Shellfish wardens are a hardy, committed lot and won’t let you dig if you don’t have your license displayed. Even on that frigid November morning in West Barnstable, a cheerful young shellfish warden carefully checked through our entire wire basket to make sure all the oysters were big enough. Shellfish that are too small will be dumped quickly back into the water for another season’s harvesting.
When you get your license, you can usually get easy-to-read maps that will show you where you can—and can’t—shellfish. Sadly there are rivers, coves, and beaches on the Cape where you can’t dig because of pollution.
The Wampanoag Indians so valued the Cape’s then abundant shellfish that they used it as a form of currency. When the Mayflower arrived in Provincetown in 1620, the English settlers found enormous piles of discarded shells along the beaches. Called “middens” by the Colonists, the shells were burned for their lime.
Today, recreational shellfishing is a strictly regulated pleasure. Every town has a schedule of specific days when shellfishing is allowed. In Barnstable’s towns, you can dig on Wednesdays, Saturdays, Sundays, and holidays. You are only allowed to take a single 10-quart wire basket per week.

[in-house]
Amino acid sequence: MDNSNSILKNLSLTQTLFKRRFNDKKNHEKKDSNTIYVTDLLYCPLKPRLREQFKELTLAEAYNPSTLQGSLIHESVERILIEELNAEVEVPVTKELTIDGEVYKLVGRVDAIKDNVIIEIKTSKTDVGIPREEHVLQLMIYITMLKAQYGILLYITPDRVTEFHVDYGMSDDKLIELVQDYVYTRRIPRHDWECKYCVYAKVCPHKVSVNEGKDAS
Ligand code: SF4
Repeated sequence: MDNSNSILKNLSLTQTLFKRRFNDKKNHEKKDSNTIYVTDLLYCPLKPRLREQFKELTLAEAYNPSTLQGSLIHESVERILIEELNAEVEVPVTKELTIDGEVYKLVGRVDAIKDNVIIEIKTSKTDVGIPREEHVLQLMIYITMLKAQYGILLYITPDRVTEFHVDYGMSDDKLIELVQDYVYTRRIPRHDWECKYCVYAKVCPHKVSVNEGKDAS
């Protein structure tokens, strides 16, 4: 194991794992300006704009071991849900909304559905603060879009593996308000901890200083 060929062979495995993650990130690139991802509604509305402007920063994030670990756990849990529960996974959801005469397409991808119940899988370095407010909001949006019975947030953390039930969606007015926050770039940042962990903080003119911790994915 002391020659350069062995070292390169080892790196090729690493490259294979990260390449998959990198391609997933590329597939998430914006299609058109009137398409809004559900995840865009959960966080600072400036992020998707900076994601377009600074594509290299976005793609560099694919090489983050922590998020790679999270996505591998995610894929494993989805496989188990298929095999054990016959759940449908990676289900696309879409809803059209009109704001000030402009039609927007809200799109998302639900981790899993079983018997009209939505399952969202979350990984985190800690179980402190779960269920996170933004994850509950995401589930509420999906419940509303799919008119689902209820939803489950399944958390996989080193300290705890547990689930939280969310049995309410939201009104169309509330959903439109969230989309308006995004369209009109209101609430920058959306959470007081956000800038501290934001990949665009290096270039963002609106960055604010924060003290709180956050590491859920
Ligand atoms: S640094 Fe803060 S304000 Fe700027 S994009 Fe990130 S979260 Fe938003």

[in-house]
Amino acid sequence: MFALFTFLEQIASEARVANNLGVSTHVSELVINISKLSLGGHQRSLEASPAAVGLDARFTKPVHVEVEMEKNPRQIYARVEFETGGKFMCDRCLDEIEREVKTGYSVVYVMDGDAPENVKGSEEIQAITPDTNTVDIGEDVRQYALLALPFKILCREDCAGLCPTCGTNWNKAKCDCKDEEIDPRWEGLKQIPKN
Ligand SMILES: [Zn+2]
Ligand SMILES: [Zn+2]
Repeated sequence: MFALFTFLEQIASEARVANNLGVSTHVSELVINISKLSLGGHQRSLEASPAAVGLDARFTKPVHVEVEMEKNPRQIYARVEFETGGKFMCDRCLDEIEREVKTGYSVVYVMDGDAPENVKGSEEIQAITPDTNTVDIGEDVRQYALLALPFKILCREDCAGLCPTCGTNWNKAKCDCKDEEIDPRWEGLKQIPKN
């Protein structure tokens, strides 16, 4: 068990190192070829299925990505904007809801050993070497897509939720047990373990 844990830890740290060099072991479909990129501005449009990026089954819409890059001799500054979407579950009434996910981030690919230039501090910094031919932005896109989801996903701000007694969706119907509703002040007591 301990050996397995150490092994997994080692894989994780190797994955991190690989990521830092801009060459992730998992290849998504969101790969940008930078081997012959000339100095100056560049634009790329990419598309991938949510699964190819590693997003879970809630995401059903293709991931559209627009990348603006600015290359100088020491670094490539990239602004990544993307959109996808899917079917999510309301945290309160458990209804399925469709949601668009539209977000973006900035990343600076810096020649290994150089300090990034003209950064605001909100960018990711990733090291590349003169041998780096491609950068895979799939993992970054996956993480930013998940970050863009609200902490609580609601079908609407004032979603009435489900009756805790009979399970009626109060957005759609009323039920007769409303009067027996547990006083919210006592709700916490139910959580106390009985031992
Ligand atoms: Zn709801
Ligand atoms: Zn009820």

These regulations allow for the regeneration of the species. “These minimum sizes have been determined to enable the shell stock to be able to reproduce before being harvested,” reads a flyer from Barnstable’s Marine and Environmental Affairs office at 1189 Phinney’s Lane in Centerville. “[This will] ensure that they can produce their progeny to advance the next generation—a shellfish population needs to spawn before the adult broodstock is stripped from an area.” Spawning on the Cape usually takes place in June and July. The clams spawn when they are 2 years old.